Now that the president has decided to bet the future of his healthcare proposals on one address before a joint session of Congress next week, the airwaves, cables, internet, blogosphere, and even Facebook have been filled with speculation and all sorts of supposed insider scoops on what will come down from Capitol Hill next Wednesday night. I think it is probably safe to say that no one — not even the president — knows for certain exactly where we’ll be with the debate next Thursday morning, but all the pundits, who have nothing to lose no matter whether they’re right or wrong, are sure that this will redefine the Obama presidency and be the Most Important Thing he ever does. Or not.
Will he keep the public option or not? Will one senator from Maine become the decider over the future of 46 million people without health insurance? Will the Republicans win concessions because they screamed the loudest? Will the lunatic fringe keep pushing the limits of paranoia and gob-smacking blather? (The last one is pretty certain.)
As a lot of people, including pundits and bloggers, have pointed out, there’s a difference between compromise, concessions, and caving in. The president campaigned on and passionately spoke of making sure that every American had access to healthcare insurance, getting costs down, improving efficiency, and guaranteeing that the limits placed on insurance now — portability, coverage for pre-existing conditions, and arbitrary limits that stand in the way of the practice of medicine — go away. Now he has to deliver those in the face of some of the most vitriolic and baseless lies and distortions that have been perpetrated by a minority of interests, some of whom have made it very clear that their motivation has nothing whatsoever to do with healthcare; they see the debate and the circus as their shortcut to getting their hatred into the mix.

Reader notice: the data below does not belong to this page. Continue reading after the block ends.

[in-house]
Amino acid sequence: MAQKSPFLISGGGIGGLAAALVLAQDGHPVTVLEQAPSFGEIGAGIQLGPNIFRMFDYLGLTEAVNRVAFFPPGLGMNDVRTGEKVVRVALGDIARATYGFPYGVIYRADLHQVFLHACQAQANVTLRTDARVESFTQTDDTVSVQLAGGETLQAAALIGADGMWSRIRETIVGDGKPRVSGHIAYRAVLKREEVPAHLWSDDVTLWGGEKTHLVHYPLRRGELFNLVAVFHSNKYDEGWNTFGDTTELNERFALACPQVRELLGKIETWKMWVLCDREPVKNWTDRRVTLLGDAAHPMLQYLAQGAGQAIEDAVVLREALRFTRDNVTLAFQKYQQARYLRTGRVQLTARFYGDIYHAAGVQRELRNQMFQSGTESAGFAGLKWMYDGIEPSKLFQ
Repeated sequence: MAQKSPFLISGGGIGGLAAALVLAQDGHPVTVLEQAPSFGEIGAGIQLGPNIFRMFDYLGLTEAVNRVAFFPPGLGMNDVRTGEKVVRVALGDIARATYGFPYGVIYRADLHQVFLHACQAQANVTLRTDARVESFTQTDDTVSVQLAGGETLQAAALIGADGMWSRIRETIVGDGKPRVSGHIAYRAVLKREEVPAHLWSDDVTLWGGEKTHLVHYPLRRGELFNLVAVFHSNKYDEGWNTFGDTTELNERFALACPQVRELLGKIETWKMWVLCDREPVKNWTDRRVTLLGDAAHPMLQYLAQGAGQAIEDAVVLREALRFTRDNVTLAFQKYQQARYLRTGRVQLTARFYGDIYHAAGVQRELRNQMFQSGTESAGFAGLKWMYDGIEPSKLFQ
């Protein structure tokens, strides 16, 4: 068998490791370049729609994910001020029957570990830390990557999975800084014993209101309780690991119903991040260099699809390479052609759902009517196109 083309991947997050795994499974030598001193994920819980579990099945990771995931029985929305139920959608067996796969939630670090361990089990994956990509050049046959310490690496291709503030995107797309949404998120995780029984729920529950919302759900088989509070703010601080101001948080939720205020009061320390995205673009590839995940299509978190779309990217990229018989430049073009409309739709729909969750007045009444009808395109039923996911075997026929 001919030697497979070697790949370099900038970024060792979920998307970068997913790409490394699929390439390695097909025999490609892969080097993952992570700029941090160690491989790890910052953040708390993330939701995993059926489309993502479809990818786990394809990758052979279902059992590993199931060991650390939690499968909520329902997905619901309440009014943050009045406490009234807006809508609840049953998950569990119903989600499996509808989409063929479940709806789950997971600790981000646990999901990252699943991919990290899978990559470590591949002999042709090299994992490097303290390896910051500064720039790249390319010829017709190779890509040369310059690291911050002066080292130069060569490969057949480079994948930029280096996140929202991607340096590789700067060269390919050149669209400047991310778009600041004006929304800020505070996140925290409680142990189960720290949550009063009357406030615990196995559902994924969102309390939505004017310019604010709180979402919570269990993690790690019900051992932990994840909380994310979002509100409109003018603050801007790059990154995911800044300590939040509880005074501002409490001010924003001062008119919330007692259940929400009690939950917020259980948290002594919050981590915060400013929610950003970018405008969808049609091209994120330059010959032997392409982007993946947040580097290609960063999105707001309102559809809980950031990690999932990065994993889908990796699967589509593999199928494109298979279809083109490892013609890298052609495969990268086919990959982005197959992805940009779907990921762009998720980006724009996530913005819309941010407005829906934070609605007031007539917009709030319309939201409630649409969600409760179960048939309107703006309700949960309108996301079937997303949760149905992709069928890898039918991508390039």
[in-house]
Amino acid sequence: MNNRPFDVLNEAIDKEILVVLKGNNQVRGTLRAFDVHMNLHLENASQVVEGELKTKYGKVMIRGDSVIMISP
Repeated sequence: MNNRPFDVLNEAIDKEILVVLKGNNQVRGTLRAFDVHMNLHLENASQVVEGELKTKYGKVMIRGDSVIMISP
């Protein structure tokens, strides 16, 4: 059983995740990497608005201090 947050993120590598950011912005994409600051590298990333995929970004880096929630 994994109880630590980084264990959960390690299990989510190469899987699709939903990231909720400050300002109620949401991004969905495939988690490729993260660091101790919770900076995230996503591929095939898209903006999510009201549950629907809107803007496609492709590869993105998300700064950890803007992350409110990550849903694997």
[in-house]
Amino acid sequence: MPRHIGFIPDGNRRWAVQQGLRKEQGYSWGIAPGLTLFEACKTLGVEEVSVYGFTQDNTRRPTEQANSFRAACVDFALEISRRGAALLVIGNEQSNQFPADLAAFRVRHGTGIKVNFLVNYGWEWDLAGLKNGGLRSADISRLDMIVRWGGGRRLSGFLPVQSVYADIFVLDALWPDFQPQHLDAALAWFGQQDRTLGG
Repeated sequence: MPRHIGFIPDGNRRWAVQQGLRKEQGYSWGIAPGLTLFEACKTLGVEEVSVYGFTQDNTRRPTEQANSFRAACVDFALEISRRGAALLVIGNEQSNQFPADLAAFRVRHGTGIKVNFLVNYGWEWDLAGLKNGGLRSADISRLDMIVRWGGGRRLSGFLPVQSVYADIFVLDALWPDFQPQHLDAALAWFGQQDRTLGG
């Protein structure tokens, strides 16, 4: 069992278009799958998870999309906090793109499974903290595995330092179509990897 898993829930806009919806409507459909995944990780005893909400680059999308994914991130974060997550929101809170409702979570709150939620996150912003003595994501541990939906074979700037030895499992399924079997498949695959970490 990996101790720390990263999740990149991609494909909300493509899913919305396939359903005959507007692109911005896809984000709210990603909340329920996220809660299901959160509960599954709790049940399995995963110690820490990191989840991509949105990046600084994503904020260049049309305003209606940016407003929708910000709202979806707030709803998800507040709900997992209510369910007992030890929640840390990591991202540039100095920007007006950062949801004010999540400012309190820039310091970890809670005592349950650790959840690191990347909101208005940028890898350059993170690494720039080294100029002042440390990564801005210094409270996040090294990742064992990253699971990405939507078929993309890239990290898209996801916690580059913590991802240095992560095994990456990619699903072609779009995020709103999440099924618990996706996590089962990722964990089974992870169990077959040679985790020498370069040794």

I don’t think the president has a whole lot of options, so to speak. He’s tried bipartisanship and gotten nothing for his efforts. He’s angered his own base for even attempting to work with Republicans, and he’s learned all too well that doing the opposite of what doomed the Clinton plan in 1993 — write the bill at the White House and try to ram it through Congress — doesn’t work either. And if he gives in to the screamers and the deathers and the lunatics, he will have proven that he can be rolled by infantile tantrums. You would think that as the father of two children, he would know better.
So what we’re seeing coming out of the White House and Capitol Hill between now and Wednesday will be a whole lot of trial balloons — public option or not; trigger or not; reconciliation or not — and at the end, we’ll all be watching. Perhaps that has been the idea all along.
For my part, I hope he takes to the podium, looks at the Republicans, smiles, and says, “Okay, you had your fun. This is what we’re doing: public option, coverage for all, regulation of health insurance companies within an inch of their lives, and anything else I can come up with that will drive you up the wall. We’ll ram it through by reconciliation the same way Bush put through his tax cuts and his war in Iraq, and if you don’t like it, try to imagine within your wildest dreams how much I care. You had your chance and you came up with nothing but fear, loathing, racist dog-whistles, and lies, all of which proved you haven’t the right to lead anything more than a goon squad. So sit down, shut up, and hold on.”